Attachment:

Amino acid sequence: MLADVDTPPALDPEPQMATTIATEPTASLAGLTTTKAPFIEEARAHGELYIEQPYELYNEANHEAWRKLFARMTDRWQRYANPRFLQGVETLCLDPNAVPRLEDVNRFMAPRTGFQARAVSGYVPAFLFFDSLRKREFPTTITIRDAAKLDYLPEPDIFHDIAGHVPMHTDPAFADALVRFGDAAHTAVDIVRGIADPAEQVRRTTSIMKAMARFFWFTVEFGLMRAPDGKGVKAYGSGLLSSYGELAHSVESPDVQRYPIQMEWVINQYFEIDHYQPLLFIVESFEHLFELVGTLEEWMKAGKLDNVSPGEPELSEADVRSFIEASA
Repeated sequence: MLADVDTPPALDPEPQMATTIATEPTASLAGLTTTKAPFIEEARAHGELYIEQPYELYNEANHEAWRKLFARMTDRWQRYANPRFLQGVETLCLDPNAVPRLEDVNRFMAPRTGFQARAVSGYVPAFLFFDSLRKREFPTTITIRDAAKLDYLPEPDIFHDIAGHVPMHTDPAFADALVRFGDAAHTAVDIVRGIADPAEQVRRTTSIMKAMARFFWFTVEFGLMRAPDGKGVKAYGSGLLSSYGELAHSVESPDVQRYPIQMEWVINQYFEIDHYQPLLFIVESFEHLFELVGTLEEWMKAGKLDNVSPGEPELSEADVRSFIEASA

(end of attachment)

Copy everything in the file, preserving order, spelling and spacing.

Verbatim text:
Amino acid sequence: MLADVDTPPALDPEPQMATTIATEPTASLAGLTTTKAPFIEEARAHGELYIEQPYELYNEANHEAWRKLFARMTDRWQRYANPRFLQGVETLCLDPNAVPRLEDVNRFMAPRTGFQARAVSGYVPAFLFFDSLRKREFPTTITIRDAAKLDYLPEPDIFHDIAGHVPMHTDPAFADALVRFGDAAHTAVDIVRGIADPAEQVRRTTSIMKAMARFFWFTVEFGLMRAPDGKGVKAYGSGLLSSYGELAHSVESPDVQRYPIQMEWVINQYFEIDHYQPLLFIVESFEHLFELVGTLEEWMKAGKLDNVSPGEPELSEADVRSFIEASA
Repeated sequence: MLADVDTPPALDPEPQMATTIATEPTASLAGLTTTKAPFIEEARAHGELYIEQPYELYNEANHEAWRKLFARMTDRWQRYANPRFLQGVETLCLDPNAVPRLEDVNRFMAPRTGFQARAVSGYVPAFLFFDSLRKREFPTTITIRDAAKLDYLPEPDIFHDIAGHVPMHTDPAFADALVRFGDAAHTAVDIVRGIADPAEQVRRTTSIMKAMARFFWFTVEFGLMRAPDGKGVKAYGSGLLSSYGELAHSVESPDVQRYPIQMEWVINQYFEIDHYQPLLFIVESFEHLFELVGTLEEWMKAGKLDNVSPGEPELSEADVRSFIEASA